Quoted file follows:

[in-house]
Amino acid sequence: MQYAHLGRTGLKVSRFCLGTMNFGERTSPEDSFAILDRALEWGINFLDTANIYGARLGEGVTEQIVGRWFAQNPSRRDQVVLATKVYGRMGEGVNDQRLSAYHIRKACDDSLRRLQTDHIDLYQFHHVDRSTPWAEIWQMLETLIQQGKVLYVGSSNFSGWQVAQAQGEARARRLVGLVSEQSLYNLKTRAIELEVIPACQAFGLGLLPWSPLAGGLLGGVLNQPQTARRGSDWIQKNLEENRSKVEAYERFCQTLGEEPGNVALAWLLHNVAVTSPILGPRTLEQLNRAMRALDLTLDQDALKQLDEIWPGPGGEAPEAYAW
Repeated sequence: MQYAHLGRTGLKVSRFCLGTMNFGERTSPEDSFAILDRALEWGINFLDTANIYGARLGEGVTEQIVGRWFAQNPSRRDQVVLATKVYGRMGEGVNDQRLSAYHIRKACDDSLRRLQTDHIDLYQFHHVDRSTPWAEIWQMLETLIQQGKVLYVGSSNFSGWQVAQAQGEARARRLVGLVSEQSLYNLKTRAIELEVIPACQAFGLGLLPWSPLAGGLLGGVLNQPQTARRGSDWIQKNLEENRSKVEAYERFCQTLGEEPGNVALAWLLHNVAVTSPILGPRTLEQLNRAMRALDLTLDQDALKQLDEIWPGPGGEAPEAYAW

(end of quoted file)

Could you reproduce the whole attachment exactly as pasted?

[in-house]
Amino acid sequence: MQYAHLGRTGLKVSRFCLGTMNFGERTSPEDSFAILDRALEWGINFLDTANIYGARLGEGVTEQIVGRWFAQNPSRRDQVVLATKVYGRMGEGVNDQRLSAYHIRKACDDSLRRLQTDHIDLYQFHHVDRSTPWAEIWQMLETLIQQGKVLYVGSSNFSGWQVAQAQGEARARRLVGLVSEQSLYNLKTRAIELEVIPACQAFGLGLLPWSPLAGGLLGGVLNQPQTARRGSDWIQKNLEENRSKVEAYERFCQTLGEEPGNVALAWLLHNVAVTSPILGPRTLEQLNRAMRALDLTLDQDALKQLDEIWPGPGGEAPEAYAW
Repeated sequence: MQYAHLGRTGLKVSRFCLGTMNFGERTSPEDSFAILDRALEWGINFLDTANIYGARLGEGVTEQIVGRWFAQNPSRRDQVVLATKVYGRMGEGVNDQRLSAYHIRKACDDSLRRLQTDHIDLYQFHHVDRSTPWAEIWQMLETLIQQGKVLYVGSSNFSGWQVAQAQGEARARRLVGLVSEQSLYNLKTRAIELEVIPACQAFGLGLLPWSPLAGGLLGGVLNQPQTARRGSDWIQKNLEENRSKVEAYERFCQTLGEEPGNVALAWLLHNVAVTSPILGPRTLEQLNRAMRALDLTLDQDALKQLDEIWPGPGGEAPEAYAW